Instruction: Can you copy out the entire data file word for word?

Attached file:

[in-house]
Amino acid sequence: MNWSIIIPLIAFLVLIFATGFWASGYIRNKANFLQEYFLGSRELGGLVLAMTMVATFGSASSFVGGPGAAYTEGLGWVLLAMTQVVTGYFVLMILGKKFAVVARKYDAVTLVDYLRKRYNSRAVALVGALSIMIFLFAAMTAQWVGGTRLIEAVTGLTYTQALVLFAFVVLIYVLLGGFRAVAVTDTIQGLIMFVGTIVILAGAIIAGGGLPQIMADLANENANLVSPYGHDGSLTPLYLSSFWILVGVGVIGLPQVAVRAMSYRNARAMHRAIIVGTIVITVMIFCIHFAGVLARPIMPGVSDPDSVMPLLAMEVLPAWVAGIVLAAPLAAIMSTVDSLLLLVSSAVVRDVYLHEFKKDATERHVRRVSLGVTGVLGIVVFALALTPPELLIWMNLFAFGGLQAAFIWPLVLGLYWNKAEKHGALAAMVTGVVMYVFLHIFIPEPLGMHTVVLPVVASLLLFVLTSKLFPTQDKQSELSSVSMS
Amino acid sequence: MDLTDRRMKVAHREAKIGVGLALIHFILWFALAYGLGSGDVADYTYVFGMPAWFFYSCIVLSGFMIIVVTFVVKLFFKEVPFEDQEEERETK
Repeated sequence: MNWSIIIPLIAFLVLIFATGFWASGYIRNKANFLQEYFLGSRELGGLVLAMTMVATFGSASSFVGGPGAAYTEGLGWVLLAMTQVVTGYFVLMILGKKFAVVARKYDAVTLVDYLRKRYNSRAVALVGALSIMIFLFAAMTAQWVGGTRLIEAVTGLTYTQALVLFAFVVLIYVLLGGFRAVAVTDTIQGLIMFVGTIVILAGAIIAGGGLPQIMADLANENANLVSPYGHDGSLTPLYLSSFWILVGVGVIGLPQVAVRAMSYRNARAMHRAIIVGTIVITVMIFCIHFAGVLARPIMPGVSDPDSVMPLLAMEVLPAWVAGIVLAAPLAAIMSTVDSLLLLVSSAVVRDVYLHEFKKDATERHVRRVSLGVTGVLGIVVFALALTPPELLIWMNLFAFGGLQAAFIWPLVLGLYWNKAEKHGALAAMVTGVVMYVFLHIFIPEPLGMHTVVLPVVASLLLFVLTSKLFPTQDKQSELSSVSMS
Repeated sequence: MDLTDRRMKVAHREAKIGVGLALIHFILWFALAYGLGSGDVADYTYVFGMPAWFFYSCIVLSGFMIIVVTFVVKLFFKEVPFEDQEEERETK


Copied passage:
[in-house]
Amino acid sequence: MNWSIIIPLIAFLVLIFATGFWASGYIRNKANFLQEYFLGSRELGGLVLAMTMVATFGSASSFVGGPGAAYTEGLGWVLLAMTQVVTGYFVLMILGKKFAVVARKYDAVTLVDYLRKRYNSRAVALVGALSIMIFLFAAMTAQWVGGTRLIEAVTGLTYTQALVLFAFVVLIYVLLGGFRAVAVTDTIQGLIMFVGTIVILAGAIIAGGGLPQIMADLANENANLVSPYGHDGSLTPLYLSSFWILVGVGVIGLPQVAVRAMSYRNARAMHRAIIVGTIVITVMIFCIHFAGVLARPIMPGVSDPDSVMPLLAMEVLPAWVAGIVLAAPLAAIMSTVDSLLLLVSSAVVRDVYLHEFKKDATERHVRRVSLGVTGVLGIVVFALALTPPELLIWMNLFAFGGLQAAFIWPLVLGLYWNKAEKHGALAAMVTGVVMYVFLHIFIPEPLGMHTVVLPVVASLLLFVLTSKLFPTQDKQSELSSVSMS
Amino acid sequence: MDLTDRRMKVAHREAKIGVGLALIHFILWFALAYGLGSGDVADYTYVFGMPAWFFYSCIVLSGFMIIVVTFVVKLFFKEVPFEDQEEERETK
Repeated sequence: MNWSIIIPLIAFLVLIFATGFWASGYIRNKANFLQEYFLGSRELGGLVLAMTMVATFGSASSFVGGPGAAYTEGLGWVLLAMTQVVTGYFVLMILGKKFAVVARKYDAVTLVDYLRKRYNSRAVALVGALSIMIFLFAAMTAQWVGGTRLIEAVTGLTYTQALVLFAFVVLIYVLLGGFRAVAVTDTIQGLIMFVGTIVILAGAIIAGGGLPQIMADLANENANLVSPYGHDGSLTPLYLSSFWILVGVGVIGLPQVAVRAMSYRNARAMHRAIIVGTIVITVMIFCIHFAGVLARPIMPGVSDPDSVMPLLAMEVLPAWVAGIVLAAPLAAIMSTVDSLLLLVSSAVVRDVYLHEFKKDATERHVRRVSLGVTGVLGIVVFALALTPPELLIWMNLFAFGGLQAAFIWPLVLGLYWNKAEKHGALAAMVTGVVMYVFLHIFIPEPLGMHTVVLPVVASLLLFVLTSKLFPTQDKQSELSSVSMS
Repeated sequence: MDLTDRRMKVAHREAKIGVGLALIHFILWFALAYGLGSGDVADYTYVFGMPAWFFYSCIVLSGFMIIVVTFVVKLFFKEVPFEDQEEERETK